Whether it's nostalgia for retro technology or personal preference for the sound and "feel" of music on the old medium, vinyl records have become popular again in recent years. Recording companies bow to purist demand and create small runs of contemporary music on vinyl. Artists such as Dr. Dre, Snoop Doggy Dog, Justin Timberlake and Taylor Swift are just of the contemporary artists with vinyl albums. If you have the right equipment at home, you can record your vinyl records. They can range from personal gifts to your very own small run record release.
Determine whether your recording budget allows for utilising a send-out service or if you can afford to purchase your own vinyl recorder (see Tips).
Create tracks for your album. Tracks are songs or segments that make up your album. Depending on your level of expertise and the purpose of your vinyl record, you can use a simple microphone and MP3 recorder or you can invest in home studio mixing equipment and record professional-grade tracks.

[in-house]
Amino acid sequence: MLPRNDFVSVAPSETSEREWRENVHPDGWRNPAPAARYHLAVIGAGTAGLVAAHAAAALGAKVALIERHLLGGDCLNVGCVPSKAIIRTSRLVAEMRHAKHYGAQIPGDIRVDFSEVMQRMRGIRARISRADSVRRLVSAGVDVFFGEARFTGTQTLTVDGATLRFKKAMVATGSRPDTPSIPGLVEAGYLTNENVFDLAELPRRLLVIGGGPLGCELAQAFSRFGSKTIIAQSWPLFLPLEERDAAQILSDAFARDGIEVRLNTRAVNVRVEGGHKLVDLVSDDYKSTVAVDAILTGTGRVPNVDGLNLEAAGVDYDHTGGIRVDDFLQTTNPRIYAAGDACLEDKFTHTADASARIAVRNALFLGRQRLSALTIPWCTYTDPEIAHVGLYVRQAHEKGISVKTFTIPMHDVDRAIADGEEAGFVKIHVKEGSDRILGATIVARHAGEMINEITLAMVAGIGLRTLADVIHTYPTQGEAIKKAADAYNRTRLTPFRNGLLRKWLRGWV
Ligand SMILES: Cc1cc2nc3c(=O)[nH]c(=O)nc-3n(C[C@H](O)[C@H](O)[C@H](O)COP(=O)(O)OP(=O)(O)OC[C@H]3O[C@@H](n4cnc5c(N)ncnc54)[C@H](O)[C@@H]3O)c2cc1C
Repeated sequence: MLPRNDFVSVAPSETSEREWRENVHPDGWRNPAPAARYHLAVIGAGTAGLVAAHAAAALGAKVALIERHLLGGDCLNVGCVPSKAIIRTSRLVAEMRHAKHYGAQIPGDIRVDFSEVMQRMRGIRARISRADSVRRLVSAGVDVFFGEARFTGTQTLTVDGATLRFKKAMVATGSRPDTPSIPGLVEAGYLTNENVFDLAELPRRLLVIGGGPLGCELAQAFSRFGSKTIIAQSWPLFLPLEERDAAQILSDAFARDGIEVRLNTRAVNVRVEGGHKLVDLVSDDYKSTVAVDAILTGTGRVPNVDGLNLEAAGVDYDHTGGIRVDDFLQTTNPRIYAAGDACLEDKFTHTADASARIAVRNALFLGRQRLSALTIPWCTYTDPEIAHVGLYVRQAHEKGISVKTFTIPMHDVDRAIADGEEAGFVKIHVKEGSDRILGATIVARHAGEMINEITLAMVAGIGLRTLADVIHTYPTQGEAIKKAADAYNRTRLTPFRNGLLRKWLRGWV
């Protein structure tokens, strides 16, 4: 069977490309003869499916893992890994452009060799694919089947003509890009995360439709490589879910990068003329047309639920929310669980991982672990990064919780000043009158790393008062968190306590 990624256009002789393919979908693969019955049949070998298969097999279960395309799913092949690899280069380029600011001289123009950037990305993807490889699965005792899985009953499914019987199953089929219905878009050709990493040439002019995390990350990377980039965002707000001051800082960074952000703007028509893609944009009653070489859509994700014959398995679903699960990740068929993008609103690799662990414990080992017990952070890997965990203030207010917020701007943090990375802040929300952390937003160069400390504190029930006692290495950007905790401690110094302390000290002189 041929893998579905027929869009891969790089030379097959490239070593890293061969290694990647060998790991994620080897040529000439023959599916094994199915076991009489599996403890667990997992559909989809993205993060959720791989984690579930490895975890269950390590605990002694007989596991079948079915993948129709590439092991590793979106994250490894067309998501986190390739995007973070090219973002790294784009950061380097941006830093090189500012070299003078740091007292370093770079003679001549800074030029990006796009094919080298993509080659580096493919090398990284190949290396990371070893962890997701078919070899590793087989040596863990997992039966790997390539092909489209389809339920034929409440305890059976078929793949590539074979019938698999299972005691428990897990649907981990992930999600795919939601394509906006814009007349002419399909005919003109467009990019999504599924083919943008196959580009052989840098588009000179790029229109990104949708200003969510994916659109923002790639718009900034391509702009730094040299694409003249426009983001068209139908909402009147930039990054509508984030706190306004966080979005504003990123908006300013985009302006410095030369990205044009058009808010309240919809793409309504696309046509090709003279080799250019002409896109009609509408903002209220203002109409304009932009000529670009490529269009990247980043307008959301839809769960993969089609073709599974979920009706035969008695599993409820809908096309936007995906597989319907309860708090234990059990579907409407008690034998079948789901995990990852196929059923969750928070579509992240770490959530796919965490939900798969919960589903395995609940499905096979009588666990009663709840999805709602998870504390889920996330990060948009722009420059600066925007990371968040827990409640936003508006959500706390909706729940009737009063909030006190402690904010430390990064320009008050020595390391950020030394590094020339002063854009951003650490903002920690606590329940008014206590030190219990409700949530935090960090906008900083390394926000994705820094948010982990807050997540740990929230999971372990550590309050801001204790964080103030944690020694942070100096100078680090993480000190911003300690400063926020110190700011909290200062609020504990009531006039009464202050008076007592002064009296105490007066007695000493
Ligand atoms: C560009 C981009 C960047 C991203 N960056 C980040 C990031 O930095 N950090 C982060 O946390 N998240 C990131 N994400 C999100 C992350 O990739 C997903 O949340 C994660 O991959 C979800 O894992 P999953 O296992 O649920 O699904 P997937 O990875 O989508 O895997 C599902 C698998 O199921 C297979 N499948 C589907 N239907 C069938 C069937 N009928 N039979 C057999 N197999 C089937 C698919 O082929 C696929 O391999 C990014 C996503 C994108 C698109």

Save the tracks as digital files or burn them to a CD.
Send your CD out to be cut as a vinyl record; directions will vary with the send-out service. Set up the vinyl recorder to press the records at home; directions vary by machine.
Step 1: Send-out vinyl recording services are private companies that can take any electronic recording and press a run of vinyl records. These services usually include stamping and packaging and the price will depend on the number of units you order. A vinyl recorder is a device that "cuts" the record tracks onto a vinyl plate you can then play on a record player. Vinyl recorders are specialised equipment and very expensive. For example, the Starter Set T560 from VinylRecorder.com is 3,200 Euros (about £2,730 GBP) and the Japanese Vestax VRX 2000 runs about £6,500 GBP. Instructions for using this equipment will vary, but each machine requires additional equipment such as mixer with cue, level meter, headphones, amp (minimum 250 watts, maximum 400 watts) and vacuum cleaner with separate motor cooling.